The intervention protocol was designed to be practicable and achievable. The prescription of seven sessions of at least 10 min of endurance training over a 3-week period corresponded to common practice in geriatric rehabilitation hospitals. Both HG and NG subjects also participated in the other prescribed rehabilitation programs in the hospital, consisting of one 30-min individual physical therapy session and another 30-min group physical therapy session (e.g., strength, gait, balance training) per day. The mean time elapsed between training sessions as well as pre- and post-tests was 1.56 days in HG and 1.57 days in NG. At the conclusion of the 7 sessions of endurance training, outcome measurements were repeated as they had been performed at pre-test.

Statistics

Evidence from published research suggested that for the main outcome parameter of VO2-peak, we would detect a mean difference of 0.23 l/min (SD ± 0.36 l/min) between intervention group and control group (Vaitkevicius et al., 2002; Vogt et al., 2002). To reach a significance level set a priori at p < 0.05 and a power of 80%, it would be necessary to enroll 17 subjects in each arm of the study. To account for possible dropouts, the study enrollment was set at 40 subjects in total. Data are presented as means ± standard deviation (SD). For all analyses a two-way ANOVA for repeated measures was performed. To identify the magnitude of statistical difference between the groups in each training session (Tr1-Tr7) a student t-Test was used. Data analyses were performed with the SPSS statistical software package (PASW Statistics for Windows version 21.0, SPSS Inc., Chicago, IL, USA). Effect size, using ANOVA, was calculated as partial eta-squared (η2). η2 < 0.06 accounts for a small effect, 0.06 < η2 > 0.14 accounts for a medium effect and η2 > 0.14 accounts for a big effect.

Study Approval

The study protocol was reviewed and approved by the institutional review board of the University of Ulm on the January 19, 2015 and was registered as a clinical trial with the German Clinical Trials Register (DRKS). (Approval no. 359/12, Trial no. DRKS00005241) Participants gave their written informed consent prior to inclusion in the study.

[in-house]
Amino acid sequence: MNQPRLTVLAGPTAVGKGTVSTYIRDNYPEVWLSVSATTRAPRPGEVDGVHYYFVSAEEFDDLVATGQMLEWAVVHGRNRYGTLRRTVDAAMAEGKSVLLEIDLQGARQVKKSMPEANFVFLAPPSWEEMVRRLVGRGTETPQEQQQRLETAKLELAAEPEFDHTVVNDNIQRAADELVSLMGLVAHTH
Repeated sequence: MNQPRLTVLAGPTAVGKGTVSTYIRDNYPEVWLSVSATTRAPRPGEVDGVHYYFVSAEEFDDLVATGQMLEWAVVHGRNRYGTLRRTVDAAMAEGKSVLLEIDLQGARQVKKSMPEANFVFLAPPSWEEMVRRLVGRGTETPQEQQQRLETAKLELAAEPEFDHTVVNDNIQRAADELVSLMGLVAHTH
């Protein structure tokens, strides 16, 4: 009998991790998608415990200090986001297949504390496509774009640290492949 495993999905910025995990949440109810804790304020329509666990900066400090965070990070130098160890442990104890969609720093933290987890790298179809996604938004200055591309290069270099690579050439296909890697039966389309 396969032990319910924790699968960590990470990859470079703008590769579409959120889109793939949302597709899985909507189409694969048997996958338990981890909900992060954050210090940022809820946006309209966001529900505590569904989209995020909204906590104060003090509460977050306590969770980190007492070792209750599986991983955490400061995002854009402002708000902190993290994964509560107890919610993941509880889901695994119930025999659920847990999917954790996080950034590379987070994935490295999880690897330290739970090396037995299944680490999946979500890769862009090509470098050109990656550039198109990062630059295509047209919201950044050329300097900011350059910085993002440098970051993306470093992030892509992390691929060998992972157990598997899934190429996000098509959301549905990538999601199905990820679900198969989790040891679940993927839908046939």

Results

Thirty five patients (23 women) were able to finish the trial. Among these patients the most common diagnoses were coronary heart disease, diabetes types I and II, hypertension, chronic obstructive pulmonary disease, peripheral arterial occlusive disease, hip replacement, fractures, congestive heart failure, osteoporosis, stroke and myocardial infarction. The majority of patients were prescribed cardiovascular-relevant medications as well as diuretics, anticoagulant medication, cholesterol and blood sugar lowering drugs. During the study period, slight changes in medication were made by the hospital's physicians but these medication changes occurred in both groups equally.

The endurance training was well tolerated and there were no complaints regarding the intervention. For some patients, transfer to the cycle ergometer for ergospirometry was hard to accomplish. The gas analyzer mask was reported to be uncomfortable but tolerable for the short testing period.

Outcome Measurements before and after the Intervention

Statistical analysis showed no significant differences between groups. From pre- to post-test, there were no changes in anthropometric parameters (Table 1). There was also no change in the measured cardiologic parameters. Mean EF for the HG showed a non-significant decrease compared to the NG. Although not significant, peak VO2 was higher in post-test in both groups. The peak O2 /-HR was higher in HG but this difference was not statistically significant. However, the maximum performance increased significantly in both groups from pre- to post-test (p = 0.004) (Table 1). There were no sex differences regarding the effect of the intervention. Overall, both groups showed similar responses from pre- to post-test though the training intensity (% of peak VO2) was significantly lower in HG (p = 0.012) (Table 2).

TABLE 1
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Table 1. Anthropometrical and physiological values at baseline (pre-) and after (post-) the endurance training for the hypoxic group (HG) and normoxic group (NG).

TABLE 2
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Table 2. Physiological and training-intensity related parameters during the intervention for the hypoxic group (HG) and normoxic group (NG).

Intervention